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The Switchboard: The Heartbleed situation just got worse

A visitor walks past a Cisco advertising panel as she looks at her mobile phone at the Mobile World Congress in Barcelona February 27, 2014. REUTERS/Albert Gea (SPAIN - Tags: BUSINESS TELECOMS SCIENCE TECHNOLOGY)

Published every weekday, the Switchboard highlights five tech policy stories you need to read.

The Heartbleed situation just got a lot worse. It also affects routers. "If you thought changing a few passwords would be enough to defeat the Heartbleed vulnerability — think again," I wrote late yesterday. "The security bug also appears to affect networking hardware made by one of the world's largest manufacturers, Cisco."

Kathleen Sebelius to resign. "Kathleen Sebelius is resigning as Health and Human Services secretary in the wake of the disastrous launch, a senior administration official confirmed Thursday," writes National Journal.

Google Glass goes on sale to the masses. "Starting at 9 a.m. ET on April 15, and for one day only, any adult in the U.S. willing to pay $1,500 can purchase a pair of Google Glass," reports the Wall Street Journal. "The orders will include shades or frames for the glasses, the Glass team says in a post on Google+."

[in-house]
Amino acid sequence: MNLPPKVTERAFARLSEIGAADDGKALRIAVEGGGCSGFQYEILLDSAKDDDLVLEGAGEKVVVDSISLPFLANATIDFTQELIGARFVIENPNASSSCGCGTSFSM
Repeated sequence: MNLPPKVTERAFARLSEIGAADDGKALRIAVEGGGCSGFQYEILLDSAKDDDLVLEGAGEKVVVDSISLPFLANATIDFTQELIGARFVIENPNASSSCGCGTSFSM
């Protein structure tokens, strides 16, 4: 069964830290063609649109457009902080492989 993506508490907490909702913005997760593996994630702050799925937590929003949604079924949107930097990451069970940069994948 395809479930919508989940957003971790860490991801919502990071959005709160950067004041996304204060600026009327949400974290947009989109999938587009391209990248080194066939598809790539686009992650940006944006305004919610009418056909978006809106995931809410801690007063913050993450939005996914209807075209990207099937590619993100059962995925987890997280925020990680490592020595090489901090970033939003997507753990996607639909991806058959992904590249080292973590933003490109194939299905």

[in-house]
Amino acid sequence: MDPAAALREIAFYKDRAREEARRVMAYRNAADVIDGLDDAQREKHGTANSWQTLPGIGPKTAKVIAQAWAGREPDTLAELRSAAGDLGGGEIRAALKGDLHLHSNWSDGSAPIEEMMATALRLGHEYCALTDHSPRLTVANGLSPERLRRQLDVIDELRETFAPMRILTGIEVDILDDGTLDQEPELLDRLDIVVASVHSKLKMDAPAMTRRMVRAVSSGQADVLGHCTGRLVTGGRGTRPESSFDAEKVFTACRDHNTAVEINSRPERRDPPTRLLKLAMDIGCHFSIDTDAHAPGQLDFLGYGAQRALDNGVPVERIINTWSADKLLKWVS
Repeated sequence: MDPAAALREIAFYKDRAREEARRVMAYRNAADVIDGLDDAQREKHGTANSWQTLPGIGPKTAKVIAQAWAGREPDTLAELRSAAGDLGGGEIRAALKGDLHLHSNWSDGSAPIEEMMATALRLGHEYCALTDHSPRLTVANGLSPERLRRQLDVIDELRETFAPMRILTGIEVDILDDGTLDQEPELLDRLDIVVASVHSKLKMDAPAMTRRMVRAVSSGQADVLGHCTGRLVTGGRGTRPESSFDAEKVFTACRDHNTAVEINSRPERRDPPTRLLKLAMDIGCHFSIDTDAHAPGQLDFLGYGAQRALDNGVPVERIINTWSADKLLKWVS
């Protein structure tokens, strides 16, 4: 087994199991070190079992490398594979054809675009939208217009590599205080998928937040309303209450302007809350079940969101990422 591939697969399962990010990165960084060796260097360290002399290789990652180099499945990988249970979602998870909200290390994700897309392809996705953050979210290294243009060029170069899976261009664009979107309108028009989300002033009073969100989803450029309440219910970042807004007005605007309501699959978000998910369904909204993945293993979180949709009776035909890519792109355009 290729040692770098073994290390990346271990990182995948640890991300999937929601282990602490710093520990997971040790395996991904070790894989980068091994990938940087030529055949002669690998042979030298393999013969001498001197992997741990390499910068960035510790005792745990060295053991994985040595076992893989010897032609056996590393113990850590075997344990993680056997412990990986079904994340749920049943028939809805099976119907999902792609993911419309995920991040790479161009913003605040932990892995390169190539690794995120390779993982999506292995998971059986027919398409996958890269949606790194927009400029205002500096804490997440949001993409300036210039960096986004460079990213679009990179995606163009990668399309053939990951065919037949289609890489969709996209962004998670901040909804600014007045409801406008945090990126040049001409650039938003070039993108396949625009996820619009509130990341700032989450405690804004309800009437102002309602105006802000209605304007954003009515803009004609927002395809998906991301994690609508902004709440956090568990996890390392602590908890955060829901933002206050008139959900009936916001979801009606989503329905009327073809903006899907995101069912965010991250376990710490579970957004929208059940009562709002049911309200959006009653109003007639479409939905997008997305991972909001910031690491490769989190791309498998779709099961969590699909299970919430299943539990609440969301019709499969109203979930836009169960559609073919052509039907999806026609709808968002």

Aereo’s live TV coming to Chromecast in May. "The company is releasing an app for Android that lets users watch and record over-the-air broadcast television," writes CNET.

The DATA Act just passed the Senate. Here’s why that matters. "Right now it's difficult for the public to get a full look at government expenditures and make sure the government is being held accountable," the Switch's own Andrea Peterson writes. "And open data advocates argue that when the private sector gets access to government data, it could find new ways to leverage it -- creating new services for consumers and new jobs."

Brian Fung covers technology for The Washington Post, focusing on telecommunications and the Internet. Before joining the Post, he was the technology correspondent for National Journal and an associate editor at the Atlantic.
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